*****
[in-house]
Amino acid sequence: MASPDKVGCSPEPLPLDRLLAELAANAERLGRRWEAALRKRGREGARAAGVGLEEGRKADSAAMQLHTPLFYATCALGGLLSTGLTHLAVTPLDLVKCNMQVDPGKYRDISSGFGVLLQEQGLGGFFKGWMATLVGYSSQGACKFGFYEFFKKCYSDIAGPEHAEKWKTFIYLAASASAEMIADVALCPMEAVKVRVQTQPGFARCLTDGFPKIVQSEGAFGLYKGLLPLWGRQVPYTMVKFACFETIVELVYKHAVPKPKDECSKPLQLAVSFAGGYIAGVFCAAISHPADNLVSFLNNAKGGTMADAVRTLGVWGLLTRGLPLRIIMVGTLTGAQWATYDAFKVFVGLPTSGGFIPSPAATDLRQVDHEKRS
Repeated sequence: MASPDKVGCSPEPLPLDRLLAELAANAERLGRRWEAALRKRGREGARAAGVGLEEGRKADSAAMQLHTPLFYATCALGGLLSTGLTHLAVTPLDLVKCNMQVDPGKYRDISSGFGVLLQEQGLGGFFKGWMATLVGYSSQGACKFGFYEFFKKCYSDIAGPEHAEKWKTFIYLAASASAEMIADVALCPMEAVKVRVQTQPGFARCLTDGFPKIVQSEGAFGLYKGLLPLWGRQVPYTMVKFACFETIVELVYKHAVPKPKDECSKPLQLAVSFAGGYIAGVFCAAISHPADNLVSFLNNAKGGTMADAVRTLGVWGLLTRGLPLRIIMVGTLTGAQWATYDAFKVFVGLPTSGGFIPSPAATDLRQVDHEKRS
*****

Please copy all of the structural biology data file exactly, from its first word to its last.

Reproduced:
[in-house]
Amino acid sequence: MASPDKVGCSPEPLPLDRLLAELAANAERLGRRWEAALRKRGREGARAAGVGLEEGRKADSAAMQLHTPLFYATCALGGLLSTGLTHLAVTPLDLVKCNMQVDPGKYRDISSGFGVLLQEQGLGGFFKGWMATLVGYSSQGACKFGFYEFFKKCYSDIAGPEHAEKWKTFIYLAASASAEMIADVALCPMEAVKVRVQTQPGFARCLTDGFPKIVQSEGAFGLYKGLLPLWGRQVPYTMVKFACFETIVELVYKHAVPKPKDECSKPLQLAVSFAGGYIAGVFCAAISHPADNLVSFLNNAKGGTMADAVRTLGVWGLLTRGLPLRIIMVGTLTGAQWATYDAFKVFVGLPTSGGFIPSPAATDLRQVDHEKRS
Repeated sequence: MASPDKVGCSPEPLPLDRLLAELAANAERLGRRWEAALRKRGREGARAAGVGLEEGRKADSAAMQLHTPLFYATCALGGLLSTGLTHLAVTPLDLVKCNMQVDPGKYRDISSGFGVLLQEQGLGGFFKGWMATLVGYSSQGACKFGFYEFFKKCYSDIAGPEHAEKWKTFIYLAASASAEMIADVALCPMEAVKVRVQTQPGFARCLTDGFPKIVQSEGAFGLYKGLLPLWGRQVPYTMVKFACFETIVELVYKHAVPKPKDECSKPLQLAVSFAGGYIAGVFCAAISHPADNLVSFLNNAKGGTMADAVRTLGVWGLLTRGLPLRIIMVGTLTGAQWATYDAFKVFVGLPTSGGFIPSPAATDLRQVDHEKRS